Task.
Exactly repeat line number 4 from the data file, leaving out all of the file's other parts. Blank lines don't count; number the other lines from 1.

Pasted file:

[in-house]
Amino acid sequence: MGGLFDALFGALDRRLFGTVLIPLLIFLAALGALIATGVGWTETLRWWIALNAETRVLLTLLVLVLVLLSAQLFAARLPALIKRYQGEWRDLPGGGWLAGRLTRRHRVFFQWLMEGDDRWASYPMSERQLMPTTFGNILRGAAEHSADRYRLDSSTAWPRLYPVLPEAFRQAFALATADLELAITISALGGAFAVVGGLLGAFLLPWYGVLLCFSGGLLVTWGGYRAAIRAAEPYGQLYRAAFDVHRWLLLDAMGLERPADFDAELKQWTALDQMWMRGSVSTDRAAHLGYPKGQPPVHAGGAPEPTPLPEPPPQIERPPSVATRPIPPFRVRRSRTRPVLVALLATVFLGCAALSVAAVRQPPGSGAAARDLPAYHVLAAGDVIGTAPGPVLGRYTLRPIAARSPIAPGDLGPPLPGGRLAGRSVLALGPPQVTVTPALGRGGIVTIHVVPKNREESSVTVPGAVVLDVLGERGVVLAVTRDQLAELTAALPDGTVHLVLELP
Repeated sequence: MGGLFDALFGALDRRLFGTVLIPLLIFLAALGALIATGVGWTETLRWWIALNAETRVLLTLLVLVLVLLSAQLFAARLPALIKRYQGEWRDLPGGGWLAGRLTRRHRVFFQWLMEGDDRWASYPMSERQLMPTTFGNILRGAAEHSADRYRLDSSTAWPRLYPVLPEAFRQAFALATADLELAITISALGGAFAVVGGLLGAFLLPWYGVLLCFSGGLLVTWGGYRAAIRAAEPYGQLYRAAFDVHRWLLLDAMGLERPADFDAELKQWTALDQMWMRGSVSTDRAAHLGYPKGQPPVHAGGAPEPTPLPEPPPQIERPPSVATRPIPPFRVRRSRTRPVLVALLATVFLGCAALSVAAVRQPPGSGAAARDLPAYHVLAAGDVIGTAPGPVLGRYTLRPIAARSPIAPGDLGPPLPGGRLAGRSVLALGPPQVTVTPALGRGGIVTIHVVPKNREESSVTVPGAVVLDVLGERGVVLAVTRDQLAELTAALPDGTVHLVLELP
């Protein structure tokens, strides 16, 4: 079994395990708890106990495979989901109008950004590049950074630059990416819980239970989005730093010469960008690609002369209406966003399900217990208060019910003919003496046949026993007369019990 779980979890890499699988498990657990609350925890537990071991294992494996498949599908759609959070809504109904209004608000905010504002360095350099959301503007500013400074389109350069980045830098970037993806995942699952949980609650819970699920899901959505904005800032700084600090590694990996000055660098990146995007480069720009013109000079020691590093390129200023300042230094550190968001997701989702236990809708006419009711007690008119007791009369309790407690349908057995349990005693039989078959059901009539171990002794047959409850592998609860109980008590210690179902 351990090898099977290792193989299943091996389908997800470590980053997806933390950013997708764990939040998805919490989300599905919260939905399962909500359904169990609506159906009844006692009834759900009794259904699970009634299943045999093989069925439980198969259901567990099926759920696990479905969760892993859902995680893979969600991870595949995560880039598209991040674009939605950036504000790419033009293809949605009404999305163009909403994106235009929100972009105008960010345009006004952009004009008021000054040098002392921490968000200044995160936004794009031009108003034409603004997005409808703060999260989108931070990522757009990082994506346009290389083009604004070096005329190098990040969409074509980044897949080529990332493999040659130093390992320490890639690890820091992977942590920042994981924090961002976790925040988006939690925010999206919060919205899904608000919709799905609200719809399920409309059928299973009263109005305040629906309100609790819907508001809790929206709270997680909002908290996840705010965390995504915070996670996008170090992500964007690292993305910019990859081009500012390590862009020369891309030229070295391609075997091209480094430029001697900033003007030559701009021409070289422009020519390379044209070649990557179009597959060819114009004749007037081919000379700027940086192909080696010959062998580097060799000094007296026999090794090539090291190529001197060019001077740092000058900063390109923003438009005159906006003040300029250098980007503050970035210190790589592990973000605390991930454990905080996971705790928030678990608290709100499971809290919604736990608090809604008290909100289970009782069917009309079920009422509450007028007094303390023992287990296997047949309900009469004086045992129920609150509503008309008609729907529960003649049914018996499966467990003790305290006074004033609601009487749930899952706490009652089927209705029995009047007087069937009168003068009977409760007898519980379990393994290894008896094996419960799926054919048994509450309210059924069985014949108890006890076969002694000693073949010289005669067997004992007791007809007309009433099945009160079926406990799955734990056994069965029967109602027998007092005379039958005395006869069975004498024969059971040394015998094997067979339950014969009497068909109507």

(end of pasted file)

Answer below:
């Protein structure tokens, strides 16, 4: 079994395990708890106990495979989901109008950004590049950074630059990416819980239970989005730093010469960008690609002369209406966003399900217990208060019910003919003496046949026993007369019990 779980979890890499699988498990657990609350925890537990071991294992494996498949599908759609959070809504109904209004608000905010504002360095350099959301503007500013400074389109350069980045830098970037993806995942699952949980609650819970699920899901959505904005800032700084600090590694990996000055660098990146995007480069720009013109000079020691590093390129200023300042230094550190968001997701989702236990809708006419009711007690008119007791009369309790407690349908057995349990005693039989078959059901009539171990002794047959409850592998609860109980008590210690179902 351990090898099977290792193989299943091996389908997800470590980053997806933390950013997708764990939040998805919490989300599905919260939905399962909500359904169990609506159906009844006692009834759900009794259904699970009634299943045999093989069925439980198969259901567990099926759920696990479905969760892993859902995680893979969600991870595949995560880039598209991040674009939605950036504000790419033009293809949605009404999305163009909403994106235009929100972009105008960010345009006004952009004009008021000054040098002392921490968000200044995160936004794009031009108003034409603004997005409808703060999260989108931070990522757009990082994506346009290389083009604004070096005329190098990040969409074509980044897949080529990332493999040659130093390992320490890639690890820091992977942590920042994981924090961002976790925040988006939690925010999206919060919205899904608000919709799905609200719809399920409309059928299973009263109005305040629906309100609790819907508001809790929206709270997680909002908290996840705010965390995504915070996670996008170090992500964007690292993305910019990859081009500012390590862009020369891309030229070295391609075997091209480094430029001697900033003007030559701009021409070289422009020519390379044209070649990557179009597959060819114009004749007037081919000379700027940086192909080696010959062998580097060799000094007296026999090794090539090291190529001197060019001077740092000058900063390109923003438009005159906006003040300029250098980007503050970035210190790589592990973000605390991930454990905080996971705790928030678990608290709100499971809290919604736990608090809604008290909100289970009782069917009309079920009422509450007028007094303390023992287990296997047949309900009469004086045992129920609150509503008309008609729907529960003649049914018996499966467990003790305290006074004033609601009487749930899952706490009652089927209705029995009047007087069937009168003068009977409760007898519980379990393994290894008896094996419960799926054919048994509450309210059924069985014949108890006890076969002694000693073949010289005669067997004992007791007809007309009433099945009160079926406990799955734990056994069965029967109602027998007092005379039958005395006869069975004498024969059971040394015998094997067979339950014969009497068909109507």